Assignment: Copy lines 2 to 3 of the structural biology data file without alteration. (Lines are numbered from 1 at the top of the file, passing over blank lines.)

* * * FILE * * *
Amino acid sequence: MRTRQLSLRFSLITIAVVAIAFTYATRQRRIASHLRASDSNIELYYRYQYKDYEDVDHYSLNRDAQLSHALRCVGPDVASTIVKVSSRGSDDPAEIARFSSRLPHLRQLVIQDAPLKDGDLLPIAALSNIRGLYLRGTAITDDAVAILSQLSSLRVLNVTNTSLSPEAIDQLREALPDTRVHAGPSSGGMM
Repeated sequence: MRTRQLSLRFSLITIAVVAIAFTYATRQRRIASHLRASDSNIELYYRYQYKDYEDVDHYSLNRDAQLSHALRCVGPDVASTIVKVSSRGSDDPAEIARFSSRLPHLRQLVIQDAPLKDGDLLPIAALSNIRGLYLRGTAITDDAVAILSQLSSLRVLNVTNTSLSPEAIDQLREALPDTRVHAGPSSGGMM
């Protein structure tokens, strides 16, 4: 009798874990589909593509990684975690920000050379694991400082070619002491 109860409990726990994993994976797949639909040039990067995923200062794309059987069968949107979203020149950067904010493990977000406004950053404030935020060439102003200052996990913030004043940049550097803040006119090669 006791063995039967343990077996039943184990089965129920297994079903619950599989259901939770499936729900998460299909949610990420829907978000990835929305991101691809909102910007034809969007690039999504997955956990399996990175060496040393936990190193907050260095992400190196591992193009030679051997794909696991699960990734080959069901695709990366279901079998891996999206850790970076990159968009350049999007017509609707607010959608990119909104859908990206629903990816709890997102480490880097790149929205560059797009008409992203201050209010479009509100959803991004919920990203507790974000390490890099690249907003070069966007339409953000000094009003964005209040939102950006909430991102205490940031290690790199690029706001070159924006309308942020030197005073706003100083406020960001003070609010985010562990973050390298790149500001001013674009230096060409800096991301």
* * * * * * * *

Repeated sequence: MRTRQLSLRFSLITIAVVAIAFTYATRQRRIASHLRASDSNIELYYRYQYKDYEDVDHYSLNRDAQLSHALRCVGPDVASTIVKVSSRGSDDPAEIARFSSRLPHLRQLVIQDAPLKDGDLLPIAALSNIRGLYLRGTAITDDAVAILSQLSSLRVLNVTNTSLSPEAIDQLREALPDTRVHAGPSSGGMM
């Protein structure tokens, strides 16, 4: 009798874990589909593509990684975690920000050379694991400082070619002491 109860409990726990994993994976797949639909040039990067995923200062794309059987069968949107979203020149950067904010493990977000406004950053404030935020060439102003200052996990913030004043940049550097803040006119090669 006791063995039967343990077996039943184990089965129920297994079903619950599989259901939770499936729900998460299909949610990420829907978000990835929305991101691809909102910007034809969007690039999504997955956990399996990175060496040393936990190193907050260095992400190196591992193009030679051997794909696991699960990734080959069901695709990366279901079998891996999206850790970076990159968009350049999007017509609707607010959608990119909104859908990206629903990816709890997102480490880097790149929205560059797009008409992203201050209010479009509100959803991004919920990203507790974000390490890099690249907003070069966007339409953000000094009003964005209040939102950006909430991102205490940031290690790199690029706001070159924006309308942020030197005073706003100083406020960001003070609010985010562990973050390298790149500001001013674009230096060409800096991301």